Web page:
I’ve just spent a week away in Sutherland on the extreme Northwest coast of Scotland and once again I have been intrigued by the way that electronic music, so often viewed as a deeply urban creation, seems to come to life in such a dramatic environment. For those of you who have never had the privilege of visiting this astounding edge of Europe there is probably little I can say that will make too much sense. For the first time visitor it may seem as if upon reaching this place God ran out of material to continue building. It seems empty – rock and bog and loch and hillside on the very fringe of Celtic Europe – but it is anything but. It can certainly seem stark, especially when lashed by the brutality of rain squalls and cloud that roll across the land in gangs, and for anyone at home in the city it will seem like an alien place devoid of any of the comforts one takes for granted.
This isn’t the whole story of course, it never is. Even in the grip of a storm, when the mountains seem like angry and terrible sentinels, there is much that is beautiful. It might be something small – a patch of sunlight illuminating part of a hillside under the black light of bad weather when the colours seem to dance all the more brilliantly before the shroud is pulled back over – but there is always something that fans the spark.
I didn’t just take Techno with me – I seldom do – but bookended a number of mixes and albums with Prokofiev, Smetana and other classical works. Last year we drove through Glen Torridon, soundtracked with a deeply experimental mix by Ron Morelli. Although I almost drove my partner mad, I found there to be much in the pulse and bark of the music that echoed what I was seeing with my own eyes. In both cases there was almost too much to take in. The landscape has a way of rendering your humanity down to the purest, most basic level of existence – little more of an animal against the vast and timeless surroundings and in its own way the mix did much the same, reducing my understanding of the music down to its rawest composite parts until it was left as a pure and elemental thing that had little to do with what one would choose to listen to in a club.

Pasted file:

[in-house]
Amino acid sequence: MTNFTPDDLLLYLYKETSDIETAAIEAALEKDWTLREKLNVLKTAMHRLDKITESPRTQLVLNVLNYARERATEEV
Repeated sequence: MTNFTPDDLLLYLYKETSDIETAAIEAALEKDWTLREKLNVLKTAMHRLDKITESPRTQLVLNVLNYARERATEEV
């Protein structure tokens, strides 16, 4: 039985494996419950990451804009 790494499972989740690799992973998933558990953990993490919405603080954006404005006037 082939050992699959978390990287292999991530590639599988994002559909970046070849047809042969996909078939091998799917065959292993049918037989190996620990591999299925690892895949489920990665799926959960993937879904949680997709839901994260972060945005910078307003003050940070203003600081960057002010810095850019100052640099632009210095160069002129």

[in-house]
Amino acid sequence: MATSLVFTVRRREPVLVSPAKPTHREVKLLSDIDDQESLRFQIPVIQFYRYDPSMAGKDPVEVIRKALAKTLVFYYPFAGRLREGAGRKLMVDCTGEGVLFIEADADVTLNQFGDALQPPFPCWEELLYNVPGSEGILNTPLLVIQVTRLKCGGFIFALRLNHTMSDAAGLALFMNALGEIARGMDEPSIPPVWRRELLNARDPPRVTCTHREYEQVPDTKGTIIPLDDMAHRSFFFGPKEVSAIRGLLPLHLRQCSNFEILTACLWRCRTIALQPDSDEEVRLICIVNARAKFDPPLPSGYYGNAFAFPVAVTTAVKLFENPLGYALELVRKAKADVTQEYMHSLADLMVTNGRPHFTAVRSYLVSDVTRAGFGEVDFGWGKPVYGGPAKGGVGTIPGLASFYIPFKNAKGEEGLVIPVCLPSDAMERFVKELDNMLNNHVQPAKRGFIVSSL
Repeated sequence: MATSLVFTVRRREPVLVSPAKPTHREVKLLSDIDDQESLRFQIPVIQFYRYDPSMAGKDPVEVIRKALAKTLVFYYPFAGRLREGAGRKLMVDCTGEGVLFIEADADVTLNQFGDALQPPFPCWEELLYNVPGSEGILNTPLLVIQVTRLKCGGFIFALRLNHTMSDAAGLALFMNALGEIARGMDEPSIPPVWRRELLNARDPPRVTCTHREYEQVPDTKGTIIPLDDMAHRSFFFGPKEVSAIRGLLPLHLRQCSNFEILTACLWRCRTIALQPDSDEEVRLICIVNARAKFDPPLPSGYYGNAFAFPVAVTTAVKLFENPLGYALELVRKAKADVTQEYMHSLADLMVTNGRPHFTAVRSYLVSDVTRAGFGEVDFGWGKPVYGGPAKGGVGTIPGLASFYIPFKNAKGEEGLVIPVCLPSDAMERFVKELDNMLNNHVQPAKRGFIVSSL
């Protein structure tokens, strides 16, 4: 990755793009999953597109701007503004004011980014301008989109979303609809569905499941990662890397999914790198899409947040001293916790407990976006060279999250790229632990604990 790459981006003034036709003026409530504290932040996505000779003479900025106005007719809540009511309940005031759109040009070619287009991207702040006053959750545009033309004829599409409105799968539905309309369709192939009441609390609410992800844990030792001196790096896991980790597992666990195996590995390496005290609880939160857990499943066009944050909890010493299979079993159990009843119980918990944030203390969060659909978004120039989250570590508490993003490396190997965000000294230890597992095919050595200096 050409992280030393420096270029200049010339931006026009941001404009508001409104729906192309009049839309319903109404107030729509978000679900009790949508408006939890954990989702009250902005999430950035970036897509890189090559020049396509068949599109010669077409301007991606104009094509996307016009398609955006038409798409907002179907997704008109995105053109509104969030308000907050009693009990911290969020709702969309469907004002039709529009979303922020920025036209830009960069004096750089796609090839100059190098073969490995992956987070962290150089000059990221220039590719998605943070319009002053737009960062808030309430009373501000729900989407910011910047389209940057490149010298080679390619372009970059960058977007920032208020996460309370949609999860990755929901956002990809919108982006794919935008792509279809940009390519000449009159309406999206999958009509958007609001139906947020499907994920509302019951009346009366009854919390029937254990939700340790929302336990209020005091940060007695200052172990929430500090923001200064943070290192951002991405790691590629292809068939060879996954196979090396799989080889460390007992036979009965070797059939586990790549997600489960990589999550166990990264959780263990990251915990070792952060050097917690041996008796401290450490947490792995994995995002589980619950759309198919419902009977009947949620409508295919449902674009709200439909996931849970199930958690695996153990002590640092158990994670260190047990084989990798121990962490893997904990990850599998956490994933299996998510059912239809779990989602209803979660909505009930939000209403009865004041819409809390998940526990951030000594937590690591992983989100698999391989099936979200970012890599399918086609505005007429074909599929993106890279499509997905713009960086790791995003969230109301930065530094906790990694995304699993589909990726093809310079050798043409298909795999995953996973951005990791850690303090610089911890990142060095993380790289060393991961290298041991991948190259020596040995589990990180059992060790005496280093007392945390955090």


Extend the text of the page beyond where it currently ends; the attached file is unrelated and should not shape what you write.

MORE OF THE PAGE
In its way I suspect electronic music works so well in these places because it is often so abstract. I drove across Northern Italy a few years ago, travelling from Parma southwards to Bologna across the Po valley and listened to the Last Shadow Puppets first (and last album). It was another case where the soundtrack matched both the psychic and physical landscape but for different reasons. The Last Shadow Puppets entire shtick is to be found in the flicker of European and Italian cinema of a certain era and the sounds reflected the world I was passing through. It wasn’t about abstracts, it was about absolutes and careful definitions.
With Electronica, though – as with classical music I think – there is little reliance on what the songwriter intended us to think, there are no lyrics and few tropes to guide us into a shared mindset and the music instead seems to become detached from our conceits; we begin to experience it through the physical world that lies all around us in a very primal way. I concede my experience may well have been different if I had been listening to Ghetto House or Hardcore, but with the music I listened to it was difficult to ignore the strange synchronisity of sound and landscape and the way a form of music created and influenced by huge cities could so well reflect a place where people – and the concepts we put so much faith in – barely exist.